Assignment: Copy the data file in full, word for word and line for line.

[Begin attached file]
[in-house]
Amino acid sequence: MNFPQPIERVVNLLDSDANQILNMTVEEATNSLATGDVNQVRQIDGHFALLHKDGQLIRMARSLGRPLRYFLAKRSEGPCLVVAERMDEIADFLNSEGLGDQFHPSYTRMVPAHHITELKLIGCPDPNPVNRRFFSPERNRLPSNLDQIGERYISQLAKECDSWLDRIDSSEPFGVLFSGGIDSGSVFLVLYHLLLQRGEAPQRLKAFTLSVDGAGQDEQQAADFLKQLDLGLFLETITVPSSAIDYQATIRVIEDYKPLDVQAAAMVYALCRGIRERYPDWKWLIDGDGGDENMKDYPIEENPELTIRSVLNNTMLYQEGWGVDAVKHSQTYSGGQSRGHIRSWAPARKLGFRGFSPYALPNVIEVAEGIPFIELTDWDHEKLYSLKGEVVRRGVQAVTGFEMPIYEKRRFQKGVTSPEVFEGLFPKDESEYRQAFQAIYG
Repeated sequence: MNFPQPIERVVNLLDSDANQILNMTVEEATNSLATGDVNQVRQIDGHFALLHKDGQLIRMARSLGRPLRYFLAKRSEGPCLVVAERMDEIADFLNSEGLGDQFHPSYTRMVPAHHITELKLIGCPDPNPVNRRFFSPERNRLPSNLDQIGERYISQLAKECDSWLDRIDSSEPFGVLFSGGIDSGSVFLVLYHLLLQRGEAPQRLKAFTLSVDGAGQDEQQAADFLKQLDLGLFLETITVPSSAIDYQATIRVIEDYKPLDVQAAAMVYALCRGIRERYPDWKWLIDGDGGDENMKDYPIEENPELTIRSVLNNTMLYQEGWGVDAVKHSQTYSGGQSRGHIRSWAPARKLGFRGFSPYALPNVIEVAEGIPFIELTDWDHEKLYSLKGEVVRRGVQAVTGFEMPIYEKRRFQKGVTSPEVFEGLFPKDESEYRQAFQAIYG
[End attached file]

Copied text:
[in-house]
Amino acid sequence: MNFPQPIERVVNLLDSDANQILNMTVEEATNSLATGDVNQVRQIDGHFALLHKDGQLIRMARSLGRPLRYFLAKRSEGPCLVVAERMDEIADFLNSEGLGDQFHPSYTRMVPAHHITELKLIGCPDPNPVNRRFFSPERNRLPSNLDQIGERYISQLAKECDSWLDRIDSSEPFGVLFSGGIDSGSVFLVLYHLLLQRGEAPQRLKAFTLSVDGAGQDEQQAADFLKQLDLGLFLETITVPSSAIDYQATIRVIEDYKPLDVQAAAMVYALCRGIRERYPDWKWLIDGDGGDENMKDYPIEENPELTIRSVLNNTMLYQEGWGVDAVKHSQTYSGGQSRGHIRSWAPARKLGFRGFSPYALPNVIEVAEGIPFIELTDWDHEKLYSLKGEVVRRGVQAVTGFEMPIYEKRRFQKGVTSPEVFEGLFPKDESEYRQAFQAIYG
Repeated sequence: MNFPQPIERVVNLLDSDANQILNMTVEEATNSLATGDVNQVRQIDGHFALLHKDGQLIRMARSLGRPLRYFLAKRSEGPCLVVAERMDEIADFLNSEGLGDQFHPSYTRMVPAHHITELKLIGCPDPNPVNRRFFSPERNRLPSNLDQIGERYISQLAKECDSWLDRIDSSEPFGVLFSGGIDSGSVFLVLYHLLLQRGEAPQRLKAFTLSVDGAGQDEQQAADFLKQLDLGLFLETITVPSSAIDYQATIRVIEDYKPLDVQAAAMVYALCRGIRERYPDWKWLIDGDGGDENMKDYPIEENPELTIRSVLNNTMLYQEGWGVDAVKHSQTYSGGQSRGHIRSWAPARKLGFRGFSPYALPNVIEVAEGIPFIELTDWDHEKLYSLKGEVVRRGVQAVTGFEMPIYEKRRFQKGVTSPEVFEGLFPKDESEYRQAFQAIYG